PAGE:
top illustration:

Buckingham Fountain (p. 432).

Miller, Olive Beaupre (1920).  A Happy Day in the City.

in Story Time: Part Two of In The Nursery of The Little Book House.

Chicago: The Bookhouse for Children (copyright, 1920, 1925, 1933 by Olive Beaupre Miller). 

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Most of the 13 so-called States enacted their own constitutions shortly before or after the 1776 Declaration of Independence.   These State Constitutions didn't grant a power to their state governments to create or charter cities within their boundaries.

The 1785 Ordinance that described the survey and sale of land in the Territory did not include the laying out and sale of town lots, but it also didn't rule out the laying out and sale of town lots by the private parties that bought the whole and partial 6-mile square townships and one-mile square sections of townships.  The sellers and private purchasers of such lots had a right to form an association of property owners, but not an obligation to do so.

The 1787 (July) Ordinance for the governance of the Northwest Territory does not give the territorial governors power to create or charter cities.  Nor does the 1787 Ordinance imply that the governments of any new states formed in the Territory would have the power to create and charter cities, though the new states would be equal to and just as sovereign as the old states.

English kings had chartered cities in their colonies.  The charters included a grant of land and appointed a board of councilors to manage the real estate and also administer whatever duties the king assigned them.  The king, in his capacity as God's real estate agent on earth for the extent of his country, was the proprietor of municipal real estate.  He delegated his second-hand power to the city councilors, making them third-hand proprietors.  A typical new city council divided the land within city boundaries into city lots and leased them to craftsmen and entrepreneurs who paid a yearly rent.  The city council, as proprietor, settled all disputes between tenants, according to the terms of their leases and of general regulations.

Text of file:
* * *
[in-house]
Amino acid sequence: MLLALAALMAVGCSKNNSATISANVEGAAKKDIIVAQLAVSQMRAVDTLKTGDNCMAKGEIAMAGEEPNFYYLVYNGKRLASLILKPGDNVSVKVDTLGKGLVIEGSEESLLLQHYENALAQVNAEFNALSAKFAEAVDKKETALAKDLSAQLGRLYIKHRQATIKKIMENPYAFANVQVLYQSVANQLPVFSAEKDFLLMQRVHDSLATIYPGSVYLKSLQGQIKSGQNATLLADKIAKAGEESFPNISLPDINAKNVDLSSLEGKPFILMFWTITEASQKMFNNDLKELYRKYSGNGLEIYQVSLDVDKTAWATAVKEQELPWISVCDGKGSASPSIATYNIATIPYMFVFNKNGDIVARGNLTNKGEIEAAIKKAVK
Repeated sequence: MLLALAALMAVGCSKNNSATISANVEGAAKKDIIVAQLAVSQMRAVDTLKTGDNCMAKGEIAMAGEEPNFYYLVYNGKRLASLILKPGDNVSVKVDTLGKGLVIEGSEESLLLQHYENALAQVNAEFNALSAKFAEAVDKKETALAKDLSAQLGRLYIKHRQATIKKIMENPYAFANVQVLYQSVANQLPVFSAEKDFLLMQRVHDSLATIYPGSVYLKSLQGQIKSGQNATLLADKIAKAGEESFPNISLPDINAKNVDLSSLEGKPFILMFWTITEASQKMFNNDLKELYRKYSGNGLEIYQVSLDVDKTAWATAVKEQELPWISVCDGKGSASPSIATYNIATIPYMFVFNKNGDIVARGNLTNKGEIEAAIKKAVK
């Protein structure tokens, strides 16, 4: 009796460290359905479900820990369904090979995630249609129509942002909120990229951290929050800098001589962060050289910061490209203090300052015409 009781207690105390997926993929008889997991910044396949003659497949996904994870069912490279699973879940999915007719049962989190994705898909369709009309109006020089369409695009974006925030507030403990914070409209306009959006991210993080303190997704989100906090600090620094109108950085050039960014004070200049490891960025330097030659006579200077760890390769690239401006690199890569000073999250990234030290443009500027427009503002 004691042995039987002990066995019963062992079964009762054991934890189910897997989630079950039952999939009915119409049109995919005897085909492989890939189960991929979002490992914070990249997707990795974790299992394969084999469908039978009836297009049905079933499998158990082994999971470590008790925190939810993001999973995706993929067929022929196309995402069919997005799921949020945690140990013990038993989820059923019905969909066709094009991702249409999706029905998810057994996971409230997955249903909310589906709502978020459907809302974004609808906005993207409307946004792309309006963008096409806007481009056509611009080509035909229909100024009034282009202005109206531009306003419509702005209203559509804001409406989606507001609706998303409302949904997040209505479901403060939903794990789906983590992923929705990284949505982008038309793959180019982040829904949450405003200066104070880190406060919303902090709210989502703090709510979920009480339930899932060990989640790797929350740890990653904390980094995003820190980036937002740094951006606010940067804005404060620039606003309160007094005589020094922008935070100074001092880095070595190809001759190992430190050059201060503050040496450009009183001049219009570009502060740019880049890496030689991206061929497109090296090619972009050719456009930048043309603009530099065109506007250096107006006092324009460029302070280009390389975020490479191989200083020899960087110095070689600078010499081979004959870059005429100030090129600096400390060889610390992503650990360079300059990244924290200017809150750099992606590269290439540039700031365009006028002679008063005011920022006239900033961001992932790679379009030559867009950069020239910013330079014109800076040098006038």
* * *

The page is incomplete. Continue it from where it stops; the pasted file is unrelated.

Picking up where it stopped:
A US city council, if such existed, could not do the same, especially in the Northwest Territory.  American cities originated in a petition by an association of private landed property owners, who would remain proprietors of their individual property after their territory or state created or chartered the municipality they wanted, if such a power existed in the state, which it did not.

In the Dartmouth v. Woodward case, the US Supreme Court determined that a royal charter for an educational institution was perpetual.  The school's governing board could continue forever, exerting all the powers granted to it by the king for the operation of the school and the management of the land grant described in the charter.

An attorney inserted mention of royal municipal charters in the transcript.  The Court did not discuss what's the same and what's different about school and municipal charters.